I could rant about the recent litter-strewn beaches and countryside, the unmentionable trash and the resulting injured animals, or nurse my wrath at the handful of vandals who have even invaded kitchen gardens this week…but I won’t. It is a new dawn, a new day, a new week and Scotland, fingers crossed, is taking careful steps towards welcoming visitors and diners once again. The heavens opened this weekend with thunder and lightening fit for Thor and his billy goats – for those of you with a Nordic disposition – so Mother Earth is getting a good shower, the farmers will be pleased and the beaches are getting a rest!
Like many of you I expect, I have been listening with interest to the great and the good discussing our emergence post-COVID and we can only hope lessons have been learned and voices will be heeded. Our food producers have been doing a sterling job and let us trust they will continue to be supported. You can certainly count on us to do all we can to support you and I welcome your calls if there is anything I can feasibly help with.
Likewise our chefs and restaurateurs have been feverishly adapting to a new world and I think those that are opening soon for dining will probably continue a hybrid service for some time to come as so many consumers, existing and new, have valued the delivery and click’n’collect services on offer. With much daylight and warmth still to come, there will be many offering garden dining and the city councils should be open to street cafés al fresco – with some lateral thinking and encouragement we can make progress together. With my Food Hygiene hat on, do get in touch if I can offer any tips.
But it is about more than the wonderful members of Scottish Food Guide, present and future…what about other pressing environmental issues going forward? What about that UK litter dumped in Turkey? Whilst Sweden, as someone said to me the other day, ‘is in the naughty corner regards tourism and COVID,’ they are pretty good with their rubbish! City garbage is burnt in each municipality to create power for centrally heating most of the city’s housing and for generating electricity. Why should we be using fossil fuels to transport rubbish across the planet? Personally this seems morally wrong however I realise to some it is merely business and trash is a commodity. As is grain. As is soy. The list is endless and here lies the problem. Food has become one such commodity and it is time to fix our food system and ensure we have food security going forward, paying a fair price for good food ethically sourced. Well we can always try.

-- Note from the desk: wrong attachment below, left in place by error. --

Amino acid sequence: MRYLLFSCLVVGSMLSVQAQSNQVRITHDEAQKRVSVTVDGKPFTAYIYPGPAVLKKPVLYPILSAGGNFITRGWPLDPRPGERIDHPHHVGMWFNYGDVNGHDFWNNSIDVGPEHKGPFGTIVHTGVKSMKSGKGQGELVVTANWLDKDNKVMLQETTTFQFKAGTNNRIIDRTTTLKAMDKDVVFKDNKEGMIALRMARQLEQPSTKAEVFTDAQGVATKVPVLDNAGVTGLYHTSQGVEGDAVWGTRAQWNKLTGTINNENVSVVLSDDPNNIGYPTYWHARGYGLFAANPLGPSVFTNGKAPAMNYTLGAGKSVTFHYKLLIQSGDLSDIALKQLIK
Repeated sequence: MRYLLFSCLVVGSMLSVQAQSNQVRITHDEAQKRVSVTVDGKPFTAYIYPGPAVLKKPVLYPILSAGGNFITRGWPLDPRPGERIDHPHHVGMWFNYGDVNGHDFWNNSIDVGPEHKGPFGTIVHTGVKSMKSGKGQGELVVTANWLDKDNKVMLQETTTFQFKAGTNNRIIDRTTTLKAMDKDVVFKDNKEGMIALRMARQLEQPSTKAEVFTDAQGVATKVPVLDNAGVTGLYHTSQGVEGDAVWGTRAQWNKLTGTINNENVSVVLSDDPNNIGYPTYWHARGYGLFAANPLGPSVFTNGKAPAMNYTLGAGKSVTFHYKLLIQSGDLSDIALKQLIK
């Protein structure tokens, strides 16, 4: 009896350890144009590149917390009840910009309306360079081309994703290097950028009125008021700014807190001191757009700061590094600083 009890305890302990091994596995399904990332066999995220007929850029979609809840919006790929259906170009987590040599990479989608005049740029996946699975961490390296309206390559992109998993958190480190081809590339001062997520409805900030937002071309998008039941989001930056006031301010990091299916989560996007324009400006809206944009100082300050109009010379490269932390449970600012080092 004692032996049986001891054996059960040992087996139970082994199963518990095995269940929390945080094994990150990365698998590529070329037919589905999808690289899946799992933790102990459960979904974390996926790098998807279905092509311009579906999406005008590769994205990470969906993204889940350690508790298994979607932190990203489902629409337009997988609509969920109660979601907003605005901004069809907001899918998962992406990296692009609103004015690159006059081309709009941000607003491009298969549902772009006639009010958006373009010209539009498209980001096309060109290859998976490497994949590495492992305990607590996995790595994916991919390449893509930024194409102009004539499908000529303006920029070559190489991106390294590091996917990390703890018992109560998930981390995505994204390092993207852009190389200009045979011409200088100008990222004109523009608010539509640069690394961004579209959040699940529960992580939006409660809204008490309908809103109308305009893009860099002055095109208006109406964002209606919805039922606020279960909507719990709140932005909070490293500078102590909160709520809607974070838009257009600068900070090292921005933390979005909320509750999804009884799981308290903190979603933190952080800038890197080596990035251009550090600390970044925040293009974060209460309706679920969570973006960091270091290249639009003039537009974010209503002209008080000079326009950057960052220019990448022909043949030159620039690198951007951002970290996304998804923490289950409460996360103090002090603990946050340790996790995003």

There are good people milking cows, producing cheese, tending cattle and sheep, baking bread, harvesting fish and growing vegetables for us, for a sustainable clean Scotland. This is not political; this is Mother Earth. I am dismayed at folk I have talked to who should know better still buying from supermarkets regularly when our local independents and farm shops are needing us and providing for us.
Someone told me this week that a good blog should be around 300 words so I have exceeded my limit for which I apologise however this is a passionate plea and reminder to us all to campaign for your local producers, order meals from your cooks and chefs and help each other all we can. As Carlo Petrini (pictured here at Contini Canonball) wisely says, we are all co-producers.
…and if you enjoyed this please also read Wendy’s latest blog post, Real Farm Shops, Online Action & Flexibility!